More Evidence of Mutual Fund to ETF Conversions

One of the fund industry themes expected to loom large at the start of 2023 was the ongoing conversion of actively managed mutual funds to the exchange traded funds structure – a logical step when considering the latter has been pilfering assets from the former for years.

In some instances, there are doubts about the asset-gathering acumen of former mutual funds turned new ETFs, but the fact remains this is a shift many legacy mutual fund issuers are embracing the pace of such conversions will likely ramp up as 2023 unfolds. There are already signs of that occurring.

For example, Mirae Asset Global Investments – the parent company of ETF sponsor Global X – recently converted two mutual funds to the ETF structure. Those funds are the Emerging Markets Great Consumer ETF (EMC) and the Emerging Markets ETF (EMM).

“Both strategies carry 12+ year track records of long-term outperformance relative to their benchmark, the MSCI Emerging Markets Index.The funds have maintained their teams, investment processes, and investment philosophies, but are now offered as ETFs. Both funds seek to achieve long-term capital growth by investing in equity securities in emerging markets (EMs),” according to Global X.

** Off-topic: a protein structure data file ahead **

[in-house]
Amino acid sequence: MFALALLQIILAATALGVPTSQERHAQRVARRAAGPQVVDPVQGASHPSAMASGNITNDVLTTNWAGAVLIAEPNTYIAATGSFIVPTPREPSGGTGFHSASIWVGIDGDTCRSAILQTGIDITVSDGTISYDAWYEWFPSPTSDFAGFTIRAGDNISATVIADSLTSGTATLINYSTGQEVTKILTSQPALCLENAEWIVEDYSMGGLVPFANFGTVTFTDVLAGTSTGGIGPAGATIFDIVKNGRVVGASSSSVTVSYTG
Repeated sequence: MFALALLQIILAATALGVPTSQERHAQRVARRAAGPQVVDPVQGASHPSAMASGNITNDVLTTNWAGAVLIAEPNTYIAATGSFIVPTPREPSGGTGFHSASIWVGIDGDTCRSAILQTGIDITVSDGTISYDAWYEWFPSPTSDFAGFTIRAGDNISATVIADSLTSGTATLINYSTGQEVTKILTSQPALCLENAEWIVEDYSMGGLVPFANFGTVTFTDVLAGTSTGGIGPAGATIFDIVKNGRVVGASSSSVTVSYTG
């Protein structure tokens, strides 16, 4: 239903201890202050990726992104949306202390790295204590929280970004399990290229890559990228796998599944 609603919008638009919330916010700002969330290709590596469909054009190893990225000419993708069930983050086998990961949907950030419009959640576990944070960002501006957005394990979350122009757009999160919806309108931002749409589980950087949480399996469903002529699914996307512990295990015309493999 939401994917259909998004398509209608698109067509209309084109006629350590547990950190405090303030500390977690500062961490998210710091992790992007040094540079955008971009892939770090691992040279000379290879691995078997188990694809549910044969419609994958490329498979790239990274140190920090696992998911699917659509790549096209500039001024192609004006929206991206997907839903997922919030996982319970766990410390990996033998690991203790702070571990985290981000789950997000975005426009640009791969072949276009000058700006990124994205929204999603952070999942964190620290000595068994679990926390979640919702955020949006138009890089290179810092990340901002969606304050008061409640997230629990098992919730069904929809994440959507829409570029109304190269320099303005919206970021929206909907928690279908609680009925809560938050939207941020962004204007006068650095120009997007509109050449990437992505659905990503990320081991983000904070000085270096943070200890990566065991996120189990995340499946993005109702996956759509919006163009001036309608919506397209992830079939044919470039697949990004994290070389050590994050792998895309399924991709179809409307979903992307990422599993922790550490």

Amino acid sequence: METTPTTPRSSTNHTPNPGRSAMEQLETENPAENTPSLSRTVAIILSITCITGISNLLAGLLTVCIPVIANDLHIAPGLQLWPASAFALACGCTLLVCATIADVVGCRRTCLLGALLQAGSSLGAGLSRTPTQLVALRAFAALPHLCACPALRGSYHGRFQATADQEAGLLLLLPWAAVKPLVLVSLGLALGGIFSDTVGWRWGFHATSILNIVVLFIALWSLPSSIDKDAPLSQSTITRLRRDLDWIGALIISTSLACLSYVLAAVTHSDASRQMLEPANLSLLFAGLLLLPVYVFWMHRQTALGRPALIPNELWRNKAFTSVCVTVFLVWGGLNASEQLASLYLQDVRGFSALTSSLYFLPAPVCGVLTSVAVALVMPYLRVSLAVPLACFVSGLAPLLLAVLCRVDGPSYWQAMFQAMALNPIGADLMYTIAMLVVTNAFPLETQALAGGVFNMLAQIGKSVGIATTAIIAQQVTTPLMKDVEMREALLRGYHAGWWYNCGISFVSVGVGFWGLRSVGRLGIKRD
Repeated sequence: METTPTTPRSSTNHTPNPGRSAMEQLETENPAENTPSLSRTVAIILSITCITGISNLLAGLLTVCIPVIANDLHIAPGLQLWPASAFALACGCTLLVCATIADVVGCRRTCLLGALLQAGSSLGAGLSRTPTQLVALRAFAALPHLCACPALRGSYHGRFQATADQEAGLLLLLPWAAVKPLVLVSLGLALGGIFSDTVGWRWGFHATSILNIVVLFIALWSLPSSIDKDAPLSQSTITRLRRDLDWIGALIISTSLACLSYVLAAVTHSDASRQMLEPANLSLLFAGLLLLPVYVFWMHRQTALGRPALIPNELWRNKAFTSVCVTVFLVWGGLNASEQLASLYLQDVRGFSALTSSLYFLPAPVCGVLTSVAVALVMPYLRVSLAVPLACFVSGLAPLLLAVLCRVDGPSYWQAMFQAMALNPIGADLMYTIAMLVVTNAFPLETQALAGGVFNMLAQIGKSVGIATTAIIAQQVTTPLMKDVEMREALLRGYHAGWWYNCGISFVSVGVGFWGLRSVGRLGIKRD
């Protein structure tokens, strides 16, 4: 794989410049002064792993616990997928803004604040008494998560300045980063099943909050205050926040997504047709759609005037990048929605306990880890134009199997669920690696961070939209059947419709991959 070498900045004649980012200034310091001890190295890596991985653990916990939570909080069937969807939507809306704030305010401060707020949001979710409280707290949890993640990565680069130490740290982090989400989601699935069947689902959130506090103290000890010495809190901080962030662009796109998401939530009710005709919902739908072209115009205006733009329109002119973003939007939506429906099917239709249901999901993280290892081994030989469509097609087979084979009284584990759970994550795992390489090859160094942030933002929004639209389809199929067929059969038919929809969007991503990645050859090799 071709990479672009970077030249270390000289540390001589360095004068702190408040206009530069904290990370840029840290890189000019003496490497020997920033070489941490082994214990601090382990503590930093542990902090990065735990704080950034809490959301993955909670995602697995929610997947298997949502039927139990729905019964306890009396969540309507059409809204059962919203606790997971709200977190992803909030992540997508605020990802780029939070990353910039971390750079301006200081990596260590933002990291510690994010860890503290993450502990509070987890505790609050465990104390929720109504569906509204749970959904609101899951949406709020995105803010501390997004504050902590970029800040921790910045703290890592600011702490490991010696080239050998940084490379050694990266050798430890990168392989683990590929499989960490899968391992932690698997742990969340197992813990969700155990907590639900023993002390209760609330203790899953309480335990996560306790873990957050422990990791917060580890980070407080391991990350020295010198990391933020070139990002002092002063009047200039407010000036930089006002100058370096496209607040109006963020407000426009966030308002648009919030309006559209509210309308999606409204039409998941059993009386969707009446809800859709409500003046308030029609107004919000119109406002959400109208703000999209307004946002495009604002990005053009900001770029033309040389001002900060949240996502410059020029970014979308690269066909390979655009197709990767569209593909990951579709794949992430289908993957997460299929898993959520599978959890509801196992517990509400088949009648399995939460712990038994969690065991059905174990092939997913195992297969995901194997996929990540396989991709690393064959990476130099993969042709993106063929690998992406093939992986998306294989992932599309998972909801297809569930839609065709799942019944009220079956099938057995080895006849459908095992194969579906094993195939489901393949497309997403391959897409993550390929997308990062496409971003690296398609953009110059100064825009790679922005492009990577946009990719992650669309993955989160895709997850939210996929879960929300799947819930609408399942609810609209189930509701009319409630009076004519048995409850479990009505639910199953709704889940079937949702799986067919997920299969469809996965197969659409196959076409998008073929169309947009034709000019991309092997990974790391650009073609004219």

Why Mutual Fund to ETF Conversions Matter

Advisors are right to be skeptical of mutual fund issuers converting to ETFs, but there’s merit to this strategy. Consider this: Dimensional Fund Advisors (DFA) – a name familiar to scores of advisors – is already the eighth-largest ETF issuer in the US on the back of converted mutual funds.

Several other big names from the mutual fund space are crawling up the ETF assets ladder by way of shifting existing products to ETFs. Clients like this strategy, too. The reasons for the adulation include the prospect of lower fund fees and enhanced liquidity. Plus, ETFs are more tax-efficient than active mutual funds.

“ETFs are generally more tax efficient than their mutual fund counterparts, as they typically generate fewer capital gains for investors. This is largely due to ETFs’ ability to use an in-kind creation/redemption process with Authorized Participants to limit the amount of taxable events,” adds Global X.

Of course, a bad strategy is a bad strategy regardless of the wrapper. That is to say a fund that’s a dud as an active mutual fund isn’t likely to suddenly change its spots as an ETF. Translation: Some converted mutual funds will be success stories as ETFs. Others won’t be so fortunate.

The Vanguard Effect

Advisors that are fund nerds and those that actively stay abreast of industry goings on likely know that on May 16, a patent expired that allowed select share classes of some Vanguard mutual funds to function as ETFs.

The methodology, pioneered by Vanguard in 2001, helped the firm to become the second-largest ETF issuer in the U.S. and it’s making inroads on the top spot. It’s viewed as a controversial though ethical and legal way of operating in the fund universe.

Should the Securities and Exchange Commission (SEC) allow for that methodology to be replicated, the flood gates could open to more mutual funds to embrace the ETF label. Point is the trend isn’t going away, it’s not a fad and it’s worth advisors’ time to monitor.

Related: Why Thematic ETFs Still Matter